Article

The State of Intelligent Automation

Posted:
June 25, 2020

Intelligent automation (IA) is something currently intriguing many organizations – especially in the midst of a pandemic and when thinking about what workplaces will look like in the post-pandemic era. Project roadmaps, budgets, and team resources may have been upended, making IA something to take a closer look at. Whether your organization is just dipping its toes into the IA waters, or is still confidently sailing along, excited about the additional possibilities, intelligent automation has the potential to change how business is done today, and in the years to come.

 

Intelligent automation and RPA can have positive impacts on today’s changing workplaces.

Through intelligent automation, which is the combination of Robotic Process Automation (RPA) and artificial intelligence (AI), the amount of labor needed to perform multiple steps in a business process can be reduced. IA helps machines do more than just process data. It can also analyze the data and eventually make a human-like decision on that data. In short, intelligent automation can help organizations do more with less – a mantra that’s become ever more important recently.

IA can be used in myriad ways and across all industries. Examples include the ability to adjust retail stock with no human intervention; driverless cars, or a financial firm using IA to go through the mass amount of data to specifically look for inconsistencies.

In a recent webinar held by HelpSystems, featuring Craig Le Clair of Forrester Research, we dive into the current state of IA and where things are headed in the current economic climate.

Where is Intelligent Automation Headed?

Noting the global upheaval spurred by COVID-19, Craig Le Clair, Vice President, Principal Analyst, Forrester, believes that full AI and its more transformational projects will be pushed back a bit as organizations accelerate their use of, and allocate budgets for, the more pragmatic projects when faced with a reduced workforce. “The focus will shift to RPA task automation, [which can be combined with] more intelligent automation, such as chatbots, machine learning, and text analytics or even natural language processing applied to documents and unstructured content,” said Le Clair. “The goals will be lowering costs, and supporting remote execution of business,” he added.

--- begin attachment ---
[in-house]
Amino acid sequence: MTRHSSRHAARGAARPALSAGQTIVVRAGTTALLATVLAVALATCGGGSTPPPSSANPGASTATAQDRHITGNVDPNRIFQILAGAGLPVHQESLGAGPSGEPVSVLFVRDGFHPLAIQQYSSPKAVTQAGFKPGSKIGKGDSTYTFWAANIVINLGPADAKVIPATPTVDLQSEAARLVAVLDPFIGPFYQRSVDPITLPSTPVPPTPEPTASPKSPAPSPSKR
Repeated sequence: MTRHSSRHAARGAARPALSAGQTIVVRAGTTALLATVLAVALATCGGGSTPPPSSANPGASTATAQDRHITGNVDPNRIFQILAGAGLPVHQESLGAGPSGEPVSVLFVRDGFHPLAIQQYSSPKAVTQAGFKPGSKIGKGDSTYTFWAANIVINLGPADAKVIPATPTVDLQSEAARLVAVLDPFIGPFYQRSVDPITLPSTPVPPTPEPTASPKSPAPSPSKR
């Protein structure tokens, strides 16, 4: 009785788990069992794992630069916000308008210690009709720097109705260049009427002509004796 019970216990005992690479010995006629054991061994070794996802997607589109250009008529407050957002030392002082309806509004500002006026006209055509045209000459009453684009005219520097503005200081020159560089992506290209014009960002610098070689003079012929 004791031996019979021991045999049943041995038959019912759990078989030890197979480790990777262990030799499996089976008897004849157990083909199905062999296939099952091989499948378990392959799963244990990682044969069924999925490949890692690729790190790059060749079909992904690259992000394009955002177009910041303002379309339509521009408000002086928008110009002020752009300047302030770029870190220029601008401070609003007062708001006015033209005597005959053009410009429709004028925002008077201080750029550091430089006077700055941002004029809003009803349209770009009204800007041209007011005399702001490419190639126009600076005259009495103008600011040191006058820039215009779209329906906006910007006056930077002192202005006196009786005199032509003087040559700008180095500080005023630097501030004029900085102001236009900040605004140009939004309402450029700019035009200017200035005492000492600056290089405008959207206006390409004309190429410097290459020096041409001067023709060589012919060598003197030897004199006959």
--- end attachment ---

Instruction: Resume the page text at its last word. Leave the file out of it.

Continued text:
One example pointed out by Le Clair shows how an RPA bot was able to quickly be put into place to economically handle rapidly changing business needs. With all the COVID-related travel restrictions, the airline industry needed a better way to handle cancellations. Pre-pandemic, the cancellation volume at one airline was about 2,000 per day. During the pandemic, cancellations averaged up to 20,000 per day. A bot was quickly put into place to handle the seven-minute task required to handle cancellation codes and RPA now manages 80 percent of this substantial volume.

The rapid acceleration of RPA into business process automation is possible because the technology doesn't require API integration, change, or modernization of core applications. Nor does it require a UI to be built because it essentially mimics keystrokes and data entry elements. RPA is the tool that integrates with legacy or more sophisticated applications and can make an immediate impact on operations.

Given those considerations, deploying software robots, or bots, are the first steps taken by organizations implementing RPA as part of their progress toward intelligent automation. They are quick, easy to implement, bring immediate ROI, and can be integrated with existing software. According to Pat Cameron, Director of Automation Technology, HelpSystems, today’s automation also eliminates the challenge organizations face when scaling with RPA, “If organizations understand the business concept or process, they can build a bot to automate it,” said Cameron.

Use Cases for RPA Aspect of Intelligent Automation

Cameron notes that organizations can quickly realize a use case benefit from implementing aspects of intelligent automation into their operations, keeping several considerations in mind:

  • Easing complexity, noting the average corporation has over 900 allocations being used
  • Pricing to make use cases attractive
  • Software that is accessible to those who actually deploy the automation

Processes in place currently may work fine, but RPA can improve efficiency and reduce human error. Manual data entry, for example, is ripe for error and a great candidate for RPA. Processes can run more smoothly, risk fewer errors, and with RPA in place, employees can focus on less tedious work. Often, the initial use of RPA starts in the shared services area for tasks such as:

  • IT and Help Desk:  Generate, receive, and process help desk tickets automatically like password resets, remediate system or virtual machine outages, and more  
  • Finance and Accounts Payable: Monitor an inbox, process invoices upon arrival and route to the proper queue for processing
  • HR and User-Provisioning: Onboarding and off-boarding employees, permission settings, change requests, and more

RPA software vendors like Automate address the trend to reduce complexity, be accessible, and cost-sensitive, as RPA can be deployed without having to change the applications organizations have already invested in. Plus, bots can be configured to deploy as attended or unattended and can run multiple tasks concurrently without restriction.

With more than 600 prebuilt automation actions and form-based development in the Automate software, the flexibility around workflows is attractive, as users do not need coding skills to start working with bots.

Learn More about the Current State of Intelligent Automation

The state of intelligent automation and robotic process automation is changing rapidly. Take some time to look into the possibilities for your organization.

Related Products

Related Solutions